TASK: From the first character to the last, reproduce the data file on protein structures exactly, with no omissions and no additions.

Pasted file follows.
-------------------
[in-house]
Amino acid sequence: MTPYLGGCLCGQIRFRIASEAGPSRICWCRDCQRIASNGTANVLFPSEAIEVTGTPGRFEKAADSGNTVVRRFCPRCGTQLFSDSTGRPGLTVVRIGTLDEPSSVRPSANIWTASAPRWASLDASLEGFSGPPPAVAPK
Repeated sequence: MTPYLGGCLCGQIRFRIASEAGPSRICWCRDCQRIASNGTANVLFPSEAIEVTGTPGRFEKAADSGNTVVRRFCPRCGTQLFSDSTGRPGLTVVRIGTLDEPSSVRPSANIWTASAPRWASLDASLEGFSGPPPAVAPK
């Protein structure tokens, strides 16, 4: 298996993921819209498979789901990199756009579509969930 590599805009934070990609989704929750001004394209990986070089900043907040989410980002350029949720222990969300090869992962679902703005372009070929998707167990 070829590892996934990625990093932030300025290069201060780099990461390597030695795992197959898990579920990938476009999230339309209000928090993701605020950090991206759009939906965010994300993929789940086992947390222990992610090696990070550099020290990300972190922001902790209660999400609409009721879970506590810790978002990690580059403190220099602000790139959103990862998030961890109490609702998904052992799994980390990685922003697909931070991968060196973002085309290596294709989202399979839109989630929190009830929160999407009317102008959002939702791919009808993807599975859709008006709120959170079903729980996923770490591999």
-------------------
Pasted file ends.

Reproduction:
[in-house]
Amino acid sequence: MTPYLGGCLCGQIRFRIASEAGPSRICWCRDCQRIASNGTANVLFPSEAIEVTGTPGRFEKAADSGNTVVRRFCPRCGTQLFSDSTGRPGLTVVRIGTLDEPSSVRPSANIWTASAPRWASLDASLEGFSGPPPAVAPK
Repeated sequence: MTPYLGGCLCGQIRFRIASEAGPSRICWCRDCQRIASNGTANVLFPSEAIEVTGTPGRFEKAADSGNTVVRRFCPRCGTQLFSDSTGRPGLTVVRIGTLDEPSSVRPSANIWTASAPRWASLDASLEGFSGPPPAVAPK
């Protein structure tokens, strides 16, 4: 298996993921819209498979789901990199756009579509969930 590599805009934070990609989704929750001004394209990986070089900043907040989410980002350029949720222990969300090869992962679902703005372009070929998707167990 070829590892996934990625990093932030300025290069201060780099990461390597030695795992197959898990579920990938476009999230339309209000928090993701605020950090991206759009939906965010994300993929789940086992947390222990992610090696990070550099020290990300972190922001902790209660999400609409009721879970506590810790978002990690580059403190220099602000790139959103990862998030961890109490609702998904052992799994980390990685922003697909931070991968060196973002085309290596294709989202399979839109989630929190009830929160999407009317102008959002939702791919009808993807599975859709008006709120959170079903729980996923770490591999």